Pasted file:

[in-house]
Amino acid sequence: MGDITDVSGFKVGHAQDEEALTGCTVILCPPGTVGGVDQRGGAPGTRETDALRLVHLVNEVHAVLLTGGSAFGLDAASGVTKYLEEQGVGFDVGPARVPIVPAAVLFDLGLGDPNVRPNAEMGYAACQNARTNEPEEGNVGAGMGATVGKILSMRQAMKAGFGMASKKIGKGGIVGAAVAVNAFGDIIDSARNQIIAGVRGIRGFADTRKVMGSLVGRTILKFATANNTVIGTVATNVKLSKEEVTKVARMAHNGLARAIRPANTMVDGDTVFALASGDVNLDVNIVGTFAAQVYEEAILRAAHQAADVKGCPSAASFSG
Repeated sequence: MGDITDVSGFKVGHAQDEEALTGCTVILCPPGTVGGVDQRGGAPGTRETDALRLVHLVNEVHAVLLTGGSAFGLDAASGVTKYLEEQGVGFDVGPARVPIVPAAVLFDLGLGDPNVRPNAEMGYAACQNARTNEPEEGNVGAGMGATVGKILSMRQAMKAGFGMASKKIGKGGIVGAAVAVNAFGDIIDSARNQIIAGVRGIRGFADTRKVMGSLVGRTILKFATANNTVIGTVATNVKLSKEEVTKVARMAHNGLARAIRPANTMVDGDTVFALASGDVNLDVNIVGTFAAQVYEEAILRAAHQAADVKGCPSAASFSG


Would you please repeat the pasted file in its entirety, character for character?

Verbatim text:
[in-house]
Amino acid sequence: MGDITDVSGFKVGHAQDEEALTGCTVILCPPGTVGGVDQRGGAPGTRETDALRLVHLVNEVHAVLLTGGSAFGLDAASGVTKYLEEQGVGFDVGPARVPIVPAAVLFDLGLGDPNVRPNAEMGYAACQNARTNEPEEGNVGAGMGATVGKILSMRQAMKAGFGMASKKIGKGGIVGAAVAVNAFGDIIDSARNQIIAGVRGIRGFADTRKVMGSLVGRTILKFATANNTVIGTVATNVKLSKEEVTKVARMAHNGLARAIRPANTMVDGDTVFALASGDVNLDVNIVGTFAAQVYEEAILRAAHQAADVKGCPSAASFSG
Repeated sequence: MGDITDVSGFKVGHAQDEEALTGCTVILCPPGTVGGVDQRGGAPGTRETDALRLVHLVNEVHAVLLTGGSAFGLDAASGVTKYLEEQGVGFDVGPARVPIVPAAVLFDLGLGDPNVRPNAEMGYAACQNARTNEPEEGNVGAGMGATVGKILSMRQAMKAGFGMASKKIGKGGIVGAAVAVNAFGDIIDSARNQIIAGVRGIRGFADTRKVMGSLVGRTILKFATANNTVIGTVATNVKLSKEEVTKVARMAHNGLARAIRPANTMVDGDTVFALASGDVNLDVNIVGTFAAQVYEEAILRAAHQAADVKGCPSAASFSG